The origin of our modern garden roses was a mystery until the twentieth century. Their genealogy was explored by geneticist Charles Chamberlain Hurst from 1922-1947 here in the Botanic Garden. Hurst attempted to disentangle their complex ancestry by crossing rose species and examining the genetics and the chromosomes of the resulting hybrids. He proposed a scheme of rose evolution from these studies.
This is demonstrated in the design of the Rose Garden, the work of legendary plantsman and Garden Adviser to the National Trust, Graham Stuart Thomas, who was a horticultural trainee at the Botanic Garden. The Rose Garden straddles the South Walk: on the south side are the rose species and the primary hybrids arising between them. The radiating island beds on the north side show the influence of new species crossed with traditional European varieties, including the China roses, the Damasks, and the Bourbons. The Rose Garden was planted in 1980-81 to celebrate the 150th anniversary of the University acquiring the land for a ‘new’ Botanic Garden in 1831.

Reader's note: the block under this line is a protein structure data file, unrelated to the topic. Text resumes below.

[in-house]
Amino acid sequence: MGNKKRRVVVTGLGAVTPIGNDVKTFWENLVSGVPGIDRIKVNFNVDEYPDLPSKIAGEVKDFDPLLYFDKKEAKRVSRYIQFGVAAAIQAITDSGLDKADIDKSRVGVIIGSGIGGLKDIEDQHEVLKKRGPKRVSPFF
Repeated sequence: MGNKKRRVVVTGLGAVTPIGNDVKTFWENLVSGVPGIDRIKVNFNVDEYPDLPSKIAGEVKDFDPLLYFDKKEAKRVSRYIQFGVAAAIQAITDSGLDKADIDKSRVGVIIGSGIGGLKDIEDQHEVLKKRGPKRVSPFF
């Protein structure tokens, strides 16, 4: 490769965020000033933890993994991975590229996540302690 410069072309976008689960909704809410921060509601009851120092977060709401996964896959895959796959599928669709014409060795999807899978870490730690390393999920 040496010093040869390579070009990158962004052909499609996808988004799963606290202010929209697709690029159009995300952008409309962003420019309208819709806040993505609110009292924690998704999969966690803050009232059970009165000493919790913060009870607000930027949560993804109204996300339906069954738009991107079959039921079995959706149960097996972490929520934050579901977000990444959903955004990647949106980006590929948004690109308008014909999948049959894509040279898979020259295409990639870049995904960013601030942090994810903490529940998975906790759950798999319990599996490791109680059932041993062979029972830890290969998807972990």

The garden forms of roses do not grow particularly well in the chalky, dry soil of the Botanic Garden, so a really thick mulch is applied each autumn to enrich the soil and conserve moisture. Many species and primary hybrids, however, flourish. Hurst created many beautiful hybrids during his experimental work and he named two after the Botanic Garden – the single pink Rosa ‘Cantab’ and the beautiful yellow shrub Rosa x cantabrigiensis. Another hybrid commemorates the Botanic Garden benefactor Reginald Cory, and is known as R. x coryana.
The diversity of colour and form of the many different roses in the Rose Garden is counterbalanced by a classic underplanting of lavenders and geraniums so throughout the summer, the Rose Garden is a magnet not just for visitors but for a myriad bees and butterflies. At its heart are two back-to-back, yew-enclosed benches that offer scent-infused vantage points over the history of the garden rose.